Vail Valley Voices: Town, hospital partner |

Vail Valley Voices: Town, hospital partner

Vail Homeowners Association
Vail, CO, Colorado

Editor’s note: The following is an excerpt from the Vail Homeowners Association monthly report for February. We publish weekly excerpts from the association, which keeps a close eye on economic and political trends in and outside of the town. The newsletter electronic version with links to supporting documents is available at

The town of Vail is willing to invest, by allocation of public land and financial resources, in what it and others consider the next revenue-growth magnate: the expansion of the medical-services industry.

The Town Council has entered into a joint agreement with the Vail Valley Medical Center to redevelop the town’s municipal building site to build a medical office building and a new $15 million municipal office building.

It is their joint strategy to free up space in the existing medical center so other uses can expand on its adjacent main campus.

Both the town and medical center are putting considerable research into the project’s feasibility. The public is awaiting release of the project’s economic cost-benefit projections.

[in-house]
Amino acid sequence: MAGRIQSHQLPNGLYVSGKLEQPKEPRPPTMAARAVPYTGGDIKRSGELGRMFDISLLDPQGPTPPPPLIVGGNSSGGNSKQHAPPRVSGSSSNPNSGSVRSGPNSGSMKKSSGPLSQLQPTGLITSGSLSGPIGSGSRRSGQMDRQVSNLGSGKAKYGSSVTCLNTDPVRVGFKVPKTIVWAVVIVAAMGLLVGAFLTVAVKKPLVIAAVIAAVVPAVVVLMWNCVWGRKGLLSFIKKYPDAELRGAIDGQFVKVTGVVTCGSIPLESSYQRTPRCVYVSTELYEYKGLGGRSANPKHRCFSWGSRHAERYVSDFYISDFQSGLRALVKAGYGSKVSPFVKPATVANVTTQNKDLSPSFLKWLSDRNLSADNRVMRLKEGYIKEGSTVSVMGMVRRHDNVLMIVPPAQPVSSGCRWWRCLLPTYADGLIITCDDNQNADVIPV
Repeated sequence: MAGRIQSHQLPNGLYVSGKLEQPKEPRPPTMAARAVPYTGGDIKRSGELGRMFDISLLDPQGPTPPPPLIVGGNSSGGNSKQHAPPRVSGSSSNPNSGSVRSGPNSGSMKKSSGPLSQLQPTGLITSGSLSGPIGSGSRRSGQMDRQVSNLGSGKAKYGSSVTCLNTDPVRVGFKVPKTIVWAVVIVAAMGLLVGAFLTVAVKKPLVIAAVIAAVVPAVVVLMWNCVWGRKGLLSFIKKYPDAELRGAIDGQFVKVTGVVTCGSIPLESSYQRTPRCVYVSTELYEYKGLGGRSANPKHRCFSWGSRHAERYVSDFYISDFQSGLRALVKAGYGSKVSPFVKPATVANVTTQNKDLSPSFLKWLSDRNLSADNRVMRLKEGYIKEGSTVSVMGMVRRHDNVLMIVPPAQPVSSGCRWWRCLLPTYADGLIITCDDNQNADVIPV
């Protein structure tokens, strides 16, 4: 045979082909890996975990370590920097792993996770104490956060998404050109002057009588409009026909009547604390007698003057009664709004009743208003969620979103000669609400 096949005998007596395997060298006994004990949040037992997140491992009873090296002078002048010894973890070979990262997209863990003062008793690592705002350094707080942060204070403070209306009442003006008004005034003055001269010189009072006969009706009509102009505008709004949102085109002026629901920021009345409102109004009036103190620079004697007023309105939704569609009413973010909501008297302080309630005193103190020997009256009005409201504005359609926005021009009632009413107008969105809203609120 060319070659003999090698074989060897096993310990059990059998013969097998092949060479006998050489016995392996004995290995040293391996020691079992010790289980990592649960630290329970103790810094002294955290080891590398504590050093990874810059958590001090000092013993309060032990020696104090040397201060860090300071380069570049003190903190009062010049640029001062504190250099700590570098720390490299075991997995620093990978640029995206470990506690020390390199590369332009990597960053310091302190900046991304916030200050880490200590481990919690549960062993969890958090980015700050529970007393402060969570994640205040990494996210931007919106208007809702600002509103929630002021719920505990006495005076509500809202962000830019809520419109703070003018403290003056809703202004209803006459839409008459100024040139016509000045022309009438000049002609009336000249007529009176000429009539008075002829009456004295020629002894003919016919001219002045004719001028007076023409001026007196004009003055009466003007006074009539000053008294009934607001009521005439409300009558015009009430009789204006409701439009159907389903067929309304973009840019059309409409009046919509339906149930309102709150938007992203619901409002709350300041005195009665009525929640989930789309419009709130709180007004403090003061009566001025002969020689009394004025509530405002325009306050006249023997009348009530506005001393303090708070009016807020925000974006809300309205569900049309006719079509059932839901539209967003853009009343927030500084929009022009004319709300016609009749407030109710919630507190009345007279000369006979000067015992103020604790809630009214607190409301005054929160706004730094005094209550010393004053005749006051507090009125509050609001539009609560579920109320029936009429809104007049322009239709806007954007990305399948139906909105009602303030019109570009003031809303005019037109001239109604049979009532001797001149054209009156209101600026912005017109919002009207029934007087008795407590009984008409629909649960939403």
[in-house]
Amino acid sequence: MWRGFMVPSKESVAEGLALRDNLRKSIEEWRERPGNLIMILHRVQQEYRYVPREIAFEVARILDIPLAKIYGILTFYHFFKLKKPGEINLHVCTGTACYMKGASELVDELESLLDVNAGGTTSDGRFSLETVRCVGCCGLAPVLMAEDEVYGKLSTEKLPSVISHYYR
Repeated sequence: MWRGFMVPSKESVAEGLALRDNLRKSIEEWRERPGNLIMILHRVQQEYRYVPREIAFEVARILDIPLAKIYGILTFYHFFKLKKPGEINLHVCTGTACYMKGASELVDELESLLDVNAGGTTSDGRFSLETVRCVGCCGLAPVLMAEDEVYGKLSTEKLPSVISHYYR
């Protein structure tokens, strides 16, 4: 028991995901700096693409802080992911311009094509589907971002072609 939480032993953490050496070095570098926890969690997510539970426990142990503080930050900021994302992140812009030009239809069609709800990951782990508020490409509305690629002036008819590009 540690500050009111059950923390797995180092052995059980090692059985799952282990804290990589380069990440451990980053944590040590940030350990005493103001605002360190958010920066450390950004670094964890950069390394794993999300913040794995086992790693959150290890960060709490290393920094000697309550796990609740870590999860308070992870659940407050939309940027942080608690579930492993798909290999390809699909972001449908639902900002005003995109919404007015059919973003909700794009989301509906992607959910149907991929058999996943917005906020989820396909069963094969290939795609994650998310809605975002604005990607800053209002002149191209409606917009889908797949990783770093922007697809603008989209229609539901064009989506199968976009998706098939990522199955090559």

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If the numbers pencil out, the project could be a great boon to the community and solve other needs, as well.

Vetting process must be thorough: True to Vail’s project-vetting process, there are those raising questions about potential inherent risks.

They are troubled by the intent of the council to approve the project itself, without voter approval, as the town believes it has ample financial reserves to handle unexpected circumstances.

Council members recall the value of following “the process” in vetting the town’s proposed convention center. Had the convention center been built, given the recession’s precipitous decline in group business, it would have become a drain on the town’s budget. They point out that the town has spent millions in the past two decades on consultants for several public-private projects that later proved unfeasible.

Kicking the can down the road or into someone else’s yard should not be an option: Affected property owners have raised concerns that the project needs to fulfill the medical center’s long-standing obligations to remove its traffic from West Meadow Drive and upgrade its service dock facilities.

Neighbors also are concerned that the medical center will use the redevelopment as an excuse to relocate its helicopter landing pad into the midst of the surrounding residential neighborhood.

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